• psychophysiologic factors such as reactivity, conditionability, and resistance to extinction/habituation.5

Strong evidence also indicates that acute trauma-related symptoms—including excessive arousal and fear,6 peritraumatic dissociation, and depression—predict the later development of PTSD.

Once identified, individuals predisposed to developing PTSD could be given treatment to increase their resiliency after they have been exposed to trauma. Early evidence suggests that you also could consider giving these patients medications as secondary prevention (Table 2).

Table 1

Who develops PTSD? Risk and resiliency factors

Risk factors that may increase vulnerability for PTSD

  • Diminished cognitive ability
  • History of difficult childhood trauma, such as loss of a parent
  • Genetic endowment
  • History of abuse and neglect
  • Trauma severity
  • Limited social support
  • Continued exposure to stress and trauma

Resiliency factors that may protect against PTSD

  • Self-efficacy
  • Cognitive ability and flexibility
  • Optimism
  • Moral compass or strong set of beliefs
  • Faith and spirituality

Source: Reference 3

Table 2

Medications being studied for PTSD prevention

Mechanism of action



FDA-approved indications























Hypothalamic-pituitary-adrenal axis











Dual action




































Corticotropin-releasing hormone (CRH)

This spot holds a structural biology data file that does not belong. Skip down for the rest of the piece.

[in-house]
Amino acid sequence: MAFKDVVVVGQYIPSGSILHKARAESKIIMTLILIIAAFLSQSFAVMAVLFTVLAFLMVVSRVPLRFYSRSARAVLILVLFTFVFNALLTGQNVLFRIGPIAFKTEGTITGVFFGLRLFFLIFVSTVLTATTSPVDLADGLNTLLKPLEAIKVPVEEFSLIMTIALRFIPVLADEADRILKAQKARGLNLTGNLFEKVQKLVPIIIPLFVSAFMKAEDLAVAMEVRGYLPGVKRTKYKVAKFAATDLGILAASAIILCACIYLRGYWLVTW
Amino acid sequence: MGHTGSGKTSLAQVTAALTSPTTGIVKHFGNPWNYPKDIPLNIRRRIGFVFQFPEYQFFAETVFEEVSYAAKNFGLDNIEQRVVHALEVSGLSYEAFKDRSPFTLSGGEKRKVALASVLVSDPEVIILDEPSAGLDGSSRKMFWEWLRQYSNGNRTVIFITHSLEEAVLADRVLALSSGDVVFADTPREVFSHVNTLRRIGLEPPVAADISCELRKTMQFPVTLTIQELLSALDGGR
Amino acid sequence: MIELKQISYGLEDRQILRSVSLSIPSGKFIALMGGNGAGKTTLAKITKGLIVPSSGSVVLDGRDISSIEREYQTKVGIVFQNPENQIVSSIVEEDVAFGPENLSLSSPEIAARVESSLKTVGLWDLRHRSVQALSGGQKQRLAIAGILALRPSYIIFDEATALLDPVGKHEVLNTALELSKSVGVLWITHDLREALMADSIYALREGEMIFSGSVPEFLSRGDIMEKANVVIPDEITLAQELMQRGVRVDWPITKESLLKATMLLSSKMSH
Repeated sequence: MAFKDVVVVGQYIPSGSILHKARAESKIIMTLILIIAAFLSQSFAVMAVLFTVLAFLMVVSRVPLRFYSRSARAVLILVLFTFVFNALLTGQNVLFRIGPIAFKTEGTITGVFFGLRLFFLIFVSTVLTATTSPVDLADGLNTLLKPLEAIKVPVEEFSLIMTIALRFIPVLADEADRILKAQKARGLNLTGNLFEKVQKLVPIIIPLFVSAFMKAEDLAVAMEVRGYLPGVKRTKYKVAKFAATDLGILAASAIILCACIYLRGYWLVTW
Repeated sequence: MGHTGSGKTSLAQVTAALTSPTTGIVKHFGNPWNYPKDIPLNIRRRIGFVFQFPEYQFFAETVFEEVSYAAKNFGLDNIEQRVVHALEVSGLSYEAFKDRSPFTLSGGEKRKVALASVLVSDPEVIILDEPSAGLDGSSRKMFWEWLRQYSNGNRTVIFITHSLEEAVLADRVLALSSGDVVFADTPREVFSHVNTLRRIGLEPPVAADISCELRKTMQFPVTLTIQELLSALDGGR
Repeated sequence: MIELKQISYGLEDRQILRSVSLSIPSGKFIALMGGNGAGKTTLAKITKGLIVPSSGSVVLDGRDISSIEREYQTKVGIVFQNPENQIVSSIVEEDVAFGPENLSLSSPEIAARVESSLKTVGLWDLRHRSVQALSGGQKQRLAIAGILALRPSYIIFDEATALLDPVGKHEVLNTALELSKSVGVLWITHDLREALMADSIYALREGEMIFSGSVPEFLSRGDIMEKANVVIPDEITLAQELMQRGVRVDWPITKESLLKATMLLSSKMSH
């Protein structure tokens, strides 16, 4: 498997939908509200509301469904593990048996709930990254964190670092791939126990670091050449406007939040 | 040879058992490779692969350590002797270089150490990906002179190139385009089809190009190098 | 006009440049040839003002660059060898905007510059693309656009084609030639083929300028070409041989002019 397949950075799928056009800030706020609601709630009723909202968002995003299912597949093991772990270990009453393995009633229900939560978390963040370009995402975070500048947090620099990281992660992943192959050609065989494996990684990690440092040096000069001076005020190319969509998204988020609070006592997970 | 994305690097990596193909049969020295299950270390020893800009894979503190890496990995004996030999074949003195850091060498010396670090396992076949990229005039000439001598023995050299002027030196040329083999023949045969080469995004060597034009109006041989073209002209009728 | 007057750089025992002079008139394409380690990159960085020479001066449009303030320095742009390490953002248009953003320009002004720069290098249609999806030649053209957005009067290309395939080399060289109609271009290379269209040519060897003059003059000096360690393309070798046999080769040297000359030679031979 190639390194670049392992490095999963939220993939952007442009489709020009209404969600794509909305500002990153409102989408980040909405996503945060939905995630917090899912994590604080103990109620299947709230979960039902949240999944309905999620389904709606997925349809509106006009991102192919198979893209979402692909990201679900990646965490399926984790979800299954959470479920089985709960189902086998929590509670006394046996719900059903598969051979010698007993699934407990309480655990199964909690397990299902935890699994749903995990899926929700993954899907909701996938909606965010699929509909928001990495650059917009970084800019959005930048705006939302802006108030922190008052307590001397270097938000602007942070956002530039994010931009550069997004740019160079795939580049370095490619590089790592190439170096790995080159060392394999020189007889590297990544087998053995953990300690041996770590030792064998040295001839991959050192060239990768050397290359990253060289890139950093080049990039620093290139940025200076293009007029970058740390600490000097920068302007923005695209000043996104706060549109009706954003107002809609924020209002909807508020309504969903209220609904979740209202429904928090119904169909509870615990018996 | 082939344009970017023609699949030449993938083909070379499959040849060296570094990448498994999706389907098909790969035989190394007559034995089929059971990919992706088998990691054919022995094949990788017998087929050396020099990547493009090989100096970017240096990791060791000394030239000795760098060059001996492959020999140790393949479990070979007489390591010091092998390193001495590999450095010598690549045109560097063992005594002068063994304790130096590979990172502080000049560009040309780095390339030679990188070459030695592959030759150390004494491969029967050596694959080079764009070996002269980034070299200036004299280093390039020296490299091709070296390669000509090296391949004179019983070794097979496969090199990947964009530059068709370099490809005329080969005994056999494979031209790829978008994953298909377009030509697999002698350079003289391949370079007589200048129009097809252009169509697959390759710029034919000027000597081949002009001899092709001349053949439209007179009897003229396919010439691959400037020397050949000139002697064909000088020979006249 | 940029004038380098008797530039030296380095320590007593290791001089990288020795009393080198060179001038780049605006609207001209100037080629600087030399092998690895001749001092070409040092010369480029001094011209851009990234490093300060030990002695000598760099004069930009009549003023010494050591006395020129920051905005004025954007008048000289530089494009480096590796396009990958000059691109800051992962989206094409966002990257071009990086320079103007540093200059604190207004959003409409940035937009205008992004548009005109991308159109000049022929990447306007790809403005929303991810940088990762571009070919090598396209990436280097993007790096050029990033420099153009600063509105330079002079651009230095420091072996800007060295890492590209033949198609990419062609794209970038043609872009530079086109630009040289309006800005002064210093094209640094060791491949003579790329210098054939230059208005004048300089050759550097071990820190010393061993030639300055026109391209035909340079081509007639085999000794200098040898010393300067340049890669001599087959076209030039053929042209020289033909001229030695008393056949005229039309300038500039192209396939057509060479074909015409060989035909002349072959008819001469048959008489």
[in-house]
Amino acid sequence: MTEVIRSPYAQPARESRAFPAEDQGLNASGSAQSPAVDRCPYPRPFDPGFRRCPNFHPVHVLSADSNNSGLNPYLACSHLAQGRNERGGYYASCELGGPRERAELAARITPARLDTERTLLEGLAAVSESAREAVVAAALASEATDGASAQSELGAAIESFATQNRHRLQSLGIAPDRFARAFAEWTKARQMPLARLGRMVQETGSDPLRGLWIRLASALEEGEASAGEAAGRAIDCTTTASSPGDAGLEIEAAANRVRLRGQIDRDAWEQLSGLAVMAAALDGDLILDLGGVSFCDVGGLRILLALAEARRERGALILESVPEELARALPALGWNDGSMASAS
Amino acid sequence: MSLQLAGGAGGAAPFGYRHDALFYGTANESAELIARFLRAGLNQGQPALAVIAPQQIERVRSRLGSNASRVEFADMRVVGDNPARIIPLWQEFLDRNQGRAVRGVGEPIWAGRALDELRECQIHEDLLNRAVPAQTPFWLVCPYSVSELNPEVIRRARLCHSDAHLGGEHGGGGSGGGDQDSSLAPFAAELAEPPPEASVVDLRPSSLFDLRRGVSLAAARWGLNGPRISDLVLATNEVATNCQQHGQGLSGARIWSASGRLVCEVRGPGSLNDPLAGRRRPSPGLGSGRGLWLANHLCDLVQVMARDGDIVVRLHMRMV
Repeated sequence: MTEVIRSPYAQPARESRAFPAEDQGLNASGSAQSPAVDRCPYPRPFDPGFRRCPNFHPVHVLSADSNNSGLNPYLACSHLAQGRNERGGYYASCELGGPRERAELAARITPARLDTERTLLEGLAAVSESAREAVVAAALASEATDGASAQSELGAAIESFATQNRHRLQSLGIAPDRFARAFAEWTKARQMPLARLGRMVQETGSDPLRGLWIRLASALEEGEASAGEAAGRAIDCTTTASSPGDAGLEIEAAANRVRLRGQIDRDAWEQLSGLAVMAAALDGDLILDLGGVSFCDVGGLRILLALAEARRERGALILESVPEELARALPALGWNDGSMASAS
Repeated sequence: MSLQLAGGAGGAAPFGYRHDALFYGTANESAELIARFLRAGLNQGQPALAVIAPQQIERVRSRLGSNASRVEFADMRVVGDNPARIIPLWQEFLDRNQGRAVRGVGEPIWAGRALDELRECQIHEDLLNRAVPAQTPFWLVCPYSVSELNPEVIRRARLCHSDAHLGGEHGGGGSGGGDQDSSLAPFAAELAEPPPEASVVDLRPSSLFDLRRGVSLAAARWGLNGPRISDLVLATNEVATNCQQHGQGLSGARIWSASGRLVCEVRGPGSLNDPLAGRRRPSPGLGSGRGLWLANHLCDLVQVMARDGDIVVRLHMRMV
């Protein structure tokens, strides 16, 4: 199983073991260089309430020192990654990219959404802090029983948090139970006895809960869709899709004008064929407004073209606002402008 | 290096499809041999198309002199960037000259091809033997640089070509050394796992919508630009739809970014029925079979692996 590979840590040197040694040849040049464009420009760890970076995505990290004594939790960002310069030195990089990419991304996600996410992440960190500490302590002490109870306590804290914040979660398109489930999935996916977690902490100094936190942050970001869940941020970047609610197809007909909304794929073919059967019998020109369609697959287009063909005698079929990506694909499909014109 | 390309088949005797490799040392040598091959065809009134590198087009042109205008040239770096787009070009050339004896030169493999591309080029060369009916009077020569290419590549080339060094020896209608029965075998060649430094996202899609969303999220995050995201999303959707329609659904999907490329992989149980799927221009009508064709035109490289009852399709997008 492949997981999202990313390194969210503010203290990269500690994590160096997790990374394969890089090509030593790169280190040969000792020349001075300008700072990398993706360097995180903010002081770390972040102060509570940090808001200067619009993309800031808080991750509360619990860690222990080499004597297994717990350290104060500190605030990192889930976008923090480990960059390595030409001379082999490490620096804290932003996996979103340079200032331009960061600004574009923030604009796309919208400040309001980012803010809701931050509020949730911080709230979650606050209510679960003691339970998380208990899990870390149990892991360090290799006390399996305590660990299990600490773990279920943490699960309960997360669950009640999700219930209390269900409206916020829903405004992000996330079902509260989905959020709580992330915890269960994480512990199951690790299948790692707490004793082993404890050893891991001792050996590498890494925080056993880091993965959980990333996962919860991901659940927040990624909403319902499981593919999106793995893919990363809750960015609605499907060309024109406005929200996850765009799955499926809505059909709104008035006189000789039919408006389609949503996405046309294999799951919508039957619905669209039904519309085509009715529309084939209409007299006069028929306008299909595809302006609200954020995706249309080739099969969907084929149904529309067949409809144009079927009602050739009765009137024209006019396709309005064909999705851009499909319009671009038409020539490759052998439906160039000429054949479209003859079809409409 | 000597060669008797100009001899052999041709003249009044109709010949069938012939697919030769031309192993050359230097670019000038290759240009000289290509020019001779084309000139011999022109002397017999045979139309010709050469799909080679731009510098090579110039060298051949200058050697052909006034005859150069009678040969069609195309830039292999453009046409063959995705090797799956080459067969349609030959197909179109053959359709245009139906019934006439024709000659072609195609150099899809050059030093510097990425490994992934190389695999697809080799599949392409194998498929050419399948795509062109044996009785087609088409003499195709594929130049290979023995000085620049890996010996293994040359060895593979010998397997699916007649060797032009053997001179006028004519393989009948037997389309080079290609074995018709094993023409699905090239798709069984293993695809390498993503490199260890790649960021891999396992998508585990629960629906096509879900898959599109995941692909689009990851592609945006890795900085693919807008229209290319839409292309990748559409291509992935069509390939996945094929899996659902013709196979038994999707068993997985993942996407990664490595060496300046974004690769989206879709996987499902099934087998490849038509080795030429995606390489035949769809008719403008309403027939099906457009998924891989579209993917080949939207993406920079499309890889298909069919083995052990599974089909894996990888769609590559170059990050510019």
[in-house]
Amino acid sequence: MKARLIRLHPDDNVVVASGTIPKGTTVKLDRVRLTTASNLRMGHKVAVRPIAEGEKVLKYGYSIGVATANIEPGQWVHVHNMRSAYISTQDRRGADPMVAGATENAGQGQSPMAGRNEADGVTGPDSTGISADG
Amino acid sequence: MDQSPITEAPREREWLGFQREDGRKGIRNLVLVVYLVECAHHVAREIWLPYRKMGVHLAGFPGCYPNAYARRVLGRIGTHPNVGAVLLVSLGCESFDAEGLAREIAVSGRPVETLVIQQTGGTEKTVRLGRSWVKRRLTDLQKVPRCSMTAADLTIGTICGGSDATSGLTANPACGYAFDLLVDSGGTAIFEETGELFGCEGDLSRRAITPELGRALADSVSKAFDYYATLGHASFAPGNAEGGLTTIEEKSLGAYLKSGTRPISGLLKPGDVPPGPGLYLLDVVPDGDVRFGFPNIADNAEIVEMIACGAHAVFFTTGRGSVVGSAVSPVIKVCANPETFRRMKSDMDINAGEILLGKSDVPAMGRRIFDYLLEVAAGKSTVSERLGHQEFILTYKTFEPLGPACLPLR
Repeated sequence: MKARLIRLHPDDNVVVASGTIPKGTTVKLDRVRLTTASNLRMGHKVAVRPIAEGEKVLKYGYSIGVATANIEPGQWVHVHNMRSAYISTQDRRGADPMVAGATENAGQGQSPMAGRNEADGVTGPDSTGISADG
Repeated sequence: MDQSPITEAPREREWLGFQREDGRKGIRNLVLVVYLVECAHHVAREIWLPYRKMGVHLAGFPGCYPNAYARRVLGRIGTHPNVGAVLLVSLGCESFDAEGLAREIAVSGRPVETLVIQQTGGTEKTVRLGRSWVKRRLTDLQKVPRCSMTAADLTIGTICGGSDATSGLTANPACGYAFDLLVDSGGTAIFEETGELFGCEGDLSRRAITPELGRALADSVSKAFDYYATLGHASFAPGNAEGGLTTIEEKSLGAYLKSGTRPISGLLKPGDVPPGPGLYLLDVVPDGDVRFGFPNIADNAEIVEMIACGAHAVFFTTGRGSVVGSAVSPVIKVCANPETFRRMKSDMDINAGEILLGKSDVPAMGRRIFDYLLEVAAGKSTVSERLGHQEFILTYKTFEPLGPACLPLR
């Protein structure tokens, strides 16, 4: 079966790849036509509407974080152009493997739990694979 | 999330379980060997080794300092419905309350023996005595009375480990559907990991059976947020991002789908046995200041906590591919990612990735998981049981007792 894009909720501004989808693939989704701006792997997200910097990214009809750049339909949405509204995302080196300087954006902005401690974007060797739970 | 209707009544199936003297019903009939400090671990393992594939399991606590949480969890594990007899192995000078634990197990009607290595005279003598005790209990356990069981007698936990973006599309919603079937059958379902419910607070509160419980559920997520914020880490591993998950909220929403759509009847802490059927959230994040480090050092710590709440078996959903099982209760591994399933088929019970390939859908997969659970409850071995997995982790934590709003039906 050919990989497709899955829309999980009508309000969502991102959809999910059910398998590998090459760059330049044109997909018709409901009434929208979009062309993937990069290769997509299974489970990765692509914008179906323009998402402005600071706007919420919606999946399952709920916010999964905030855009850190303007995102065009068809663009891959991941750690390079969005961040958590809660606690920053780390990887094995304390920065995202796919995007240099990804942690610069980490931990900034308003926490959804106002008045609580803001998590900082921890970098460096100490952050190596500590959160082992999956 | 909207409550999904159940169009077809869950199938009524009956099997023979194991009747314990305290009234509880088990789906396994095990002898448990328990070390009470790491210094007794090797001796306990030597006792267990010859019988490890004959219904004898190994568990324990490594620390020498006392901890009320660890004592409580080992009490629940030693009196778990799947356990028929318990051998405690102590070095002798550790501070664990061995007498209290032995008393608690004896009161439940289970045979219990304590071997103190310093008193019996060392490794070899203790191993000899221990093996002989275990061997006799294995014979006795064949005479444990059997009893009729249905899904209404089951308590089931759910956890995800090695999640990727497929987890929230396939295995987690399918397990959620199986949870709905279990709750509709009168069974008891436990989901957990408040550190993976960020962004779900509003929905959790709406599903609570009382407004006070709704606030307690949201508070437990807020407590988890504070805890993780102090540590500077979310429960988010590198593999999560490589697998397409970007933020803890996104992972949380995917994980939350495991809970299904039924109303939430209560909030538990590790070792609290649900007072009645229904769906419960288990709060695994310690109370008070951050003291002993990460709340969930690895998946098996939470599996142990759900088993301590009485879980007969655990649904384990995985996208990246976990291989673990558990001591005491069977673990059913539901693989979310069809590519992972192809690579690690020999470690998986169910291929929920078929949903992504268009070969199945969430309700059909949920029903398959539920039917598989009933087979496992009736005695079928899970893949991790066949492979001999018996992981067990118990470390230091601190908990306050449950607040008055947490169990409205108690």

CRH antagonist




Substance P

Substance P antagonist




Neuropeptide Y

Neuropeptide Y agonist




SSRIs: selective serotonin reuptake inhibitors

TCAs: tricyclic antidepressants

Targeting noradrenergic activity

Increased noradrenergic activity has been associated with persistent memories and PTSD. Therefore, medications that reduce noradrenergic tone by blocking receptors or reduce norepinephrine release are being explored for PTSD prevention.

Propranolol. Three small studies have examined whether the beta-noradrenergic receptor blocker propranolol can prevent PTSD.

In a randomized, double-blind, placebo-controlled trial,7 41 emergency department patients who had a heart rate of ≥ 80 bpm within 6 hours of a traumatic accident received propranolol, 40 mg qid, or placebo for 10 days. After 1 month, the 11 patients who completed propranolol treatment showed a nonsignificant trend toward lower scores on the Clinician-Administered PTSD Scale (CAPS), compared with 20 patients taking placebo. At 3 months, the propranolol group had less physiologic reactivity (as measured by heart rate and skin conductance) to trauma-related cues than the placebo group.

In a nonrandomized study,8 PTSD developed within 2 months in 1 of 11 trauma victims who agreed to take propranolol, 40 mg tid, immediately after the trauma, compared with 3 of 8 victims who refused the medication.